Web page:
The Neil Armstrong research vessel team extracts a core from the bottom of the Puerto Rico Trench

A team of scientists, engineers and crew on the research vessel Neil Armstrong operated by the Woods Hole Oceanographic Institution (WHOI) recently collected a 38-foot-long cylindrical sediment sample from the deepest part of the Puerto Rico Trench, nearly 5 miles below the surface. The sample core breaks records as the deepest core ever collected from the Atlantic Ocean, and possibly the deepest core collected from any ocean.

The event took place aboard a collaborative cruise in Puerto Rico between February and March 2022. The group responsible for the core collection was led by Professor Steven D’Hondt and Dr Robert Pockalny from the Graduate School of Oceanography and included researchers and technicians from WHOI, University of Rhode Island, University of California San Diego, Oregon State University, University of Washington, University of Puerto Rico Mayagüez and University of Munich.

Long sediment cores are usually collected by letting a central tube with a lead weight on top fall through the water and into the soft sediment that collects on the seabed over long periods of time. When the pipe is pulled from the seabed and brought up to the ship, the sediment recovered inside can be used to study environmental conditions and Earth’s climate dating back tens or hundreds of thousands, or even millions of years. years.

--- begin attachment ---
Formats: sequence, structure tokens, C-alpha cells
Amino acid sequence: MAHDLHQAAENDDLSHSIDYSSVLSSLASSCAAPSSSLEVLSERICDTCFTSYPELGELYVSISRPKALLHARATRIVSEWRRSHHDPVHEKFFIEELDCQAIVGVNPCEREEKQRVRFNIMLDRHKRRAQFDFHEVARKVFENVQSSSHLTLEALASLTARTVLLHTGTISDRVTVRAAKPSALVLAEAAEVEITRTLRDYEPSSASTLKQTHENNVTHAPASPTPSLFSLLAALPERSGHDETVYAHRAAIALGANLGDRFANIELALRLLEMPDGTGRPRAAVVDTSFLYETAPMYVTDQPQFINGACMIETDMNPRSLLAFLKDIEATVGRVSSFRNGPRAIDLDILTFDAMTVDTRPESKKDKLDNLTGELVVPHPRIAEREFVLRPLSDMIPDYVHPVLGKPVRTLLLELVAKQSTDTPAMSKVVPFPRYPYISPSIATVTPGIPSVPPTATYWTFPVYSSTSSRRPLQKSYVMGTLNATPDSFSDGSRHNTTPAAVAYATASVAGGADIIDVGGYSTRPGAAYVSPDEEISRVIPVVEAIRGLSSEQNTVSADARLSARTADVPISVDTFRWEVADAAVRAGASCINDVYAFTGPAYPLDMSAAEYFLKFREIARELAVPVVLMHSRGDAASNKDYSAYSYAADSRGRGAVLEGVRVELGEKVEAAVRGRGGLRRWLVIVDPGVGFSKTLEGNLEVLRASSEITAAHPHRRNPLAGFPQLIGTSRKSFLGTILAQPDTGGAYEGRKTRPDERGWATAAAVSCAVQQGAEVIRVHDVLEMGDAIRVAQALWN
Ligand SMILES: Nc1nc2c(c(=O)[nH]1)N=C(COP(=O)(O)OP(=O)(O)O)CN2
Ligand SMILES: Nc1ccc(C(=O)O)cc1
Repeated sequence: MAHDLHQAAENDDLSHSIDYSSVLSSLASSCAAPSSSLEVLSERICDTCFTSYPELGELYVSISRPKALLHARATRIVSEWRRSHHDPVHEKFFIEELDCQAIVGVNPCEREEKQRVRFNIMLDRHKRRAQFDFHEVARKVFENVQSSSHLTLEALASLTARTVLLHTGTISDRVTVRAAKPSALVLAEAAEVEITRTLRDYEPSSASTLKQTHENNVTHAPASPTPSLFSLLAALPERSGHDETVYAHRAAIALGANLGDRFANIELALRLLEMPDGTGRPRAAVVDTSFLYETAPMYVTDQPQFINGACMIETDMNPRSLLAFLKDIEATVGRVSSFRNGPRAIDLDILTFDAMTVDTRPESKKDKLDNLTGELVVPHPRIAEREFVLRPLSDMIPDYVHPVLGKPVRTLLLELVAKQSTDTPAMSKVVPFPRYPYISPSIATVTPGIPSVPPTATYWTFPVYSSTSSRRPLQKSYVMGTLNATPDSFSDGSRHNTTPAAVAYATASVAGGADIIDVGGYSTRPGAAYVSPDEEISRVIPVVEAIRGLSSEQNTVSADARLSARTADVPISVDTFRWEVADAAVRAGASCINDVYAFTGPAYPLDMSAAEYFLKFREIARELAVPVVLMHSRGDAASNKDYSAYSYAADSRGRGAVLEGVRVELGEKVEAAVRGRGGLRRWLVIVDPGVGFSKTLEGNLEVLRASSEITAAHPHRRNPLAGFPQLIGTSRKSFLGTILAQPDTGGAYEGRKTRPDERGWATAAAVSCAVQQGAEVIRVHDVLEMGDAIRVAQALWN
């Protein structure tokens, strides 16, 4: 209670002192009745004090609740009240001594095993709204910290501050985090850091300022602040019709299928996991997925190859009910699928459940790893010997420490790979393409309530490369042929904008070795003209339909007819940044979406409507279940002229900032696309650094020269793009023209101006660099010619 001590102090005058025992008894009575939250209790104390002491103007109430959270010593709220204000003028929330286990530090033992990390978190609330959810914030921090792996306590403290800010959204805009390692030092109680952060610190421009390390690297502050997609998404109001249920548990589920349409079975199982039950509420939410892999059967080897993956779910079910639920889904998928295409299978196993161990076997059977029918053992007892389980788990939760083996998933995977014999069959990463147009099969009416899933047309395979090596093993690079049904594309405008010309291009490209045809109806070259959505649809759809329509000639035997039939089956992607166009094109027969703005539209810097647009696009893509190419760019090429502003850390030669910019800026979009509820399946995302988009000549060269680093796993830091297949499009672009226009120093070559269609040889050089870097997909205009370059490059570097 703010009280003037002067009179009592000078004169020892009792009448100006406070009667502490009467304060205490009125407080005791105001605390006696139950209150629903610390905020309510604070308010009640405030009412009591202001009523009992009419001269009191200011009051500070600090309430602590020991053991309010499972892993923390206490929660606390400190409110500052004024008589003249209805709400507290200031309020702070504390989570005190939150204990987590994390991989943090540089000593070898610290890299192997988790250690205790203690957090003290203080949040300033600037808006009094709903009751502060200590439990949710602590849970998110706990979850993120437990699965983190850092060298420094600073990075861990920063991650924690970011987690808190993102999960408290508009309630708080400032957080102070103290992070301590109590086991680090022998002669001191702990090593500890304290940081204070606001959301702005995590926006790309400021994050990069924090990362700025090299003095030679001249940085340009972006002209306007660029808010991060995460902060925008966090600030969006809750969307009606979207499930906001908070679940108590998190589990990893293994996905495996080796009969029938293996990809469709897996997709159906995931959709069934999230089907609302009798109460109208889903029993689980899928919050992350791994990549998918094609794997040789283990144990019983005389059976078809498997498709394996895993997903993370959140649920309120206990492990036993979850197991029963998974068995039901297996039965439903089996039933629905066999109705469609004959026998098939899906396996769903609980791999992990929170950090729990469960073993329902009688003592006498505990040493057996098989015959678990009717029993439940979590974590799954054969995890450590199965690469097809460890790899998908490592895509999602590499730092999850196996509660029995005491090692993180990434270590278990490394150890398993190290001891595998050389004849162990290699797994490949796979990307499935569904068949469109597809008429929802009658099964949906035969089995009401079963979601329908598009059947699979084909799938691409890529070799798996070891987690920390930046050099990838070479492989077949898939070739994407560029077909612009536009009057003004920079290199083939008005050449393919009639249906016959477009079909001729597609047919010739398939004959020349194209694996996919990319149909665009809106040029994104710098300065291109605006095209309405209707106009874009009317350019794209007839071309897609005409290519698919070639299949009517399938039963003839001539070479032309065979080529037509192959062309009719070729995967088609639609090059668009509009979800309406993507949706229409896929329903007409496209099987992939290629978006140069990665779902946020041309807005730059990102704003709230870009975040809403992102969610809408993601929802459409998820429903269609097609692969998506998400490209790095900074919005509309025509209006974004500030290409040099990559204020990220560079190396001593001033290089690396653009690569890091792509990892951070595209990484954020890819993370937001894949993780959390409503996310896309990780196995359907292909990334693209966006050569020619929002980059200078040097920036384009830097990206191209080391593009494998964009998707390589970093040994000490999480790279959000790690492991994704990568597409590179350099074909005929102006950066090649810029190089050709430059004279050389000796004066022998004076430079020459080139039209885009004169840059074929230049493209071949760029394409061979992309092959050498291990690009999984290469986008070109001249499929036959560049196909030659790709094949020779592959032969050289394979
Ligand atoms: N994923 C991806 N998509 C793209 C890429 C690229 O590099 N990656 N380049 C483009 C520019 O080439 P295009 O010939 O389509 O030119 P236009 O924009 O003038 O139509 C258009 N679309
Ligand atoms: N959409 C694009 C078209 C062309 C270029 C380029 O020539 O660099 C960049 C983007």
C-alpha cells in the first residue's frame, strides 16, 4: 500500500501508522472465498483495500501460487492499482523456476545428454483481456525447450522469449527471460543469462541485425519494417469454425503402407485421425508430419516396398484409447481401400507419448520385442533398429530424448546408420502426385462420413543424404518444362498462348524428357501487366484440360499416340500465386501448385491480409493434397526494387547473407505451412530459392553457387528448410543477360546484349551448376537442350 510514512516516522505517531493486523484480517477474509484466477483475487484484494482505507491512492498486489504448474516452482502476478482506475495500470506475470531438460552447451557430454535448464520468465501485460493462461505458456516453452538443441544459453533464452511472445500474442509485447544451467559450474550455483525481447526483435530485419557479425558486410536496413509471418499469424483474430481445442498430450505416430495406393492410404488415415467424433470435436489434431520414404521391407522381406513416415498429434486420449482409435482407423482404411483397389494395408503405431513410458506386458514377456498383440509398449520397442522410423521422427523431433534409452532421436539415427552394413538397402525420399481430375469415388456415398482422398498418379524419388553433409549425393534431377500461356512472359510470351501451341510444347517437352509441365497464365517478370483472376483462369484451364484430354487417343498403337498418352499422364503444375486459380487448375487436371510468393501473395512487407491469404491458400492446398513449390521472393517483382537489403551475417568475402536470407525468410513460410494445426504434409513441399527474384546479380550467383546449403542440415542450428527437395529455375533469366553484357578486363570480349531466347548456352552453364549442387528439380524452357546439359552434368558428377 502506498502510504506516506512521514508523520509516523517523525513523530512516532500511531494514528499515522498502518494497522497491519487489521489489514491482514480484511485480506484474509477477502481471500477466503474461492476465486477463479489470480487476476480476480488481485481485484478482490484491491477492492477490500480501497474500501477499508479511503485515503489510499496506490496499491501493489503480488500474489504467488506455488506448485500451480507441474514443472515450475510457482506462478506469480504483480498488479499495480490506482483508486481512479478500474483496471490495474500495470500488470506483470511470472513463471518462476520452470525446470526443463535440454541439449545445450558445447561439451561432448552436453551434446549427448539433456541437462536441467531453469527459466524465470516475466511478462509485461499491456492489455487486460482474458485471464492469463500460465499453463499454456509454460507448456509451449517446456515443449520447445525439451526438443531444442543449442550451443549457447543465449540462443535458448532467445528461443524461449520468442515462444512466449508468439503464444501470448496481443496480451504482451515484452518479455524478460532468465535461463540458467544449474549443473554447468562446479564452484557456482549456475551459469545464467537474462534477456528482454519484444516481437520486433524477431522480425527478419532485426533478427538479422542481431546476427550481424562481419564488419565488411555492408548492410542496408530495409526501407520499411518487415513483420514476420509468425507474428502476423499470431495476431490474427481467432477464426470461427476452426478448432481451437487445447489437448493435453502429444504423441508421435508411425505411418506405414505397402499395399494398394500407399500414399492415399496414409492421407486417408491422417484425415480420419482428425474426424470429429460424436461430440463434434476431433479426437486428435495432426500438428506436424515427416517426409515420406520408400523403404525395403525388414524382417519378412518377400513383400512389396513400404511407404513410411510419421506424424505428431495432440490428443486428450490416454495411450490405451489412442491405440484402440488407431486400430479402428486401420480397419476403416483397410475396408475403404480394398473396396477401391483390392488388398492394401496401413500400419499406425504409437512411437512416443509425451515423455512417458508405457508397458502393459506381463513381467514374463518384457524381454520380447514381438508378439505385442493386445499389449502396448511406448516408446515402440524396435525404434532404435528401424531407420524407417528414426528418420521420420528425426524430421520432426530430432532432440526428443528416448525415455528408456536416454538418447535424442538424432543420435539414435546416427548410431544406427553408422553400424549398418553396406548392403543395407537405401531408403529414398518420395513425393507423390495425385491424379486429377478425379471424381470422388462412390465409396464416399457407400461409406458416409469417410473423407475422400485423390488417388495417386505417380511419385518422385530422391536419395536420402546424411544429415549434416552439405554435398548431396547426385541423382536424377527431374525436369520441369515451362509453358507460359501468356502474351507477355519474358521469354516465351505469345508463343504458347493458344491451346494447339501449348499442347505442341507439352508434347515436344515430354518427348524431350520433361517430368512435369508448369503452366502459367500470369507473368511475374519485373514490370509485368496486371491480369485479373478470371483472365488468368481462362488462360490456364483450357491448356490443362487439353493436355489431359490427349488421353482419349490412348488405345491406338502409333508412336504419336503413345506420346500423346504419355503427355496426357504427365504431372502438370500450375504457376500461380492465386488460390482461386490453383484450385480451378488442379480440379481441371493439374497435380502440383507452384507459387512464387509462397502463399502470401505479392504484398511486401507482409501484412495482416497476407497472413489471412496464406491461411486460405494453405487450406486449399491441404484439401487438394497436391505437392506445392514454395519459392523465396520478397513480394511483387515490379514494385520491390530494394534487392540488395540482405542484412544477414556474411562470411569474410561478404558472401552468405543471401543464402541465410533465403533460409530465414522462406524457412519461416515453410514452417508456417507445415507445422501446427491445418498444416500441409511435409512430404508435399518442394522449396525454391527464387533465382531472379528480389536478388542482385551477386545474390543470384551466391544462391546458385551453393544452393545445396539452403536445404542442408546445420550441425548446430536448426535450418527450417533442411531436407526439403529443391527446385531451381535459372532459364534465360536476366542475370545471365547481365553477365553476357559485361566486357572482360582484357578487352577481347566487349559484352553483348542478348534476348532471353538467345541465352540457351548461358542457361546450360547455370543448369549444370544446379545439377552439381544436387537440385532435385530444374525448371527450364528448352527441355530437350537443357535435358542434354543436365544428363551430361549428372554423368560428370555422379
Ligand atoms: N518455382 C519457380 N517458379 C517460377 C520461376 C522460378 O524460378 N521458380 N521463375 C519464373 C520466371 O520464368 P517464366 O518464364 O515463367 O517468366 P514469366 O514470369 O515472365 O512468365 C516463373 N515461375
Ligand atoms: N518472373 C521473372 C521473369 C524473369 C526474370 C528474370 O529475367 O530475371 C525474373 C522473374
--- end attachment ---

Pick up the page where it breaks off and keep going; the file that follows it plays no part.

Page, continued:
Scientists are also interested in understanding the genetic traits that allow microscopic organisms to survive in seafloor sediments. The main objective of this expedition was to better understand how microbes at different depths below the seafloor have adapted to very different environmental conditions present throughout the depth range of the trench. During three weeks at sea, the team collected core from a water depth of approximately 50 meters (165 ft) to the maximum depth of the trench of approximately 8,385 meters (27,510 ft) .

“We took these nuclei to learn how the microbes that live below the seafloor respond to pressure,” D’Hondt said. “Our ultimate goal is to improve understanding of how organisms in extreme environments engage with the world around them.” Our team’s success in extracting this core from the deepest part of the Atlantic Ocean will allow us to make a considerable advance in our understanding of this little-known part of life on Earth. »

The base collections were made possible by the long base system originally developed at WHOI in 2007 by then-research specialist Jim Broda for the research vessel. Knorr. After the ship’s retirement, the system was adapted to fit the slightly shorter ship Neil Armstrong. After this expedition, the long corer will be transferred to the OSU Marine Sediment Sampling Group, which is funded by the U.S. National Science Foundation and supports coring operations throughout the U.S. University Research Fleet, so that it can be put available to the entire oceanographic community.

“This achievement was only possible because of the phenomenal teamwork of everyone involved, including those who helped develop the Long Core Corer nearly 20 years ago,” said Rick Murray, Deputy Director of OMSI and vice president of science and engineering. “The fact that the long corer will pass into the capable hands of our friends and colleagues at Oregon State University means that it will have many more years of use by the ocean science community to help advance knowledge of our planet.”

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Material provided by Woods Hole Oceanographic Institute. Note: Content may be edited for style and length.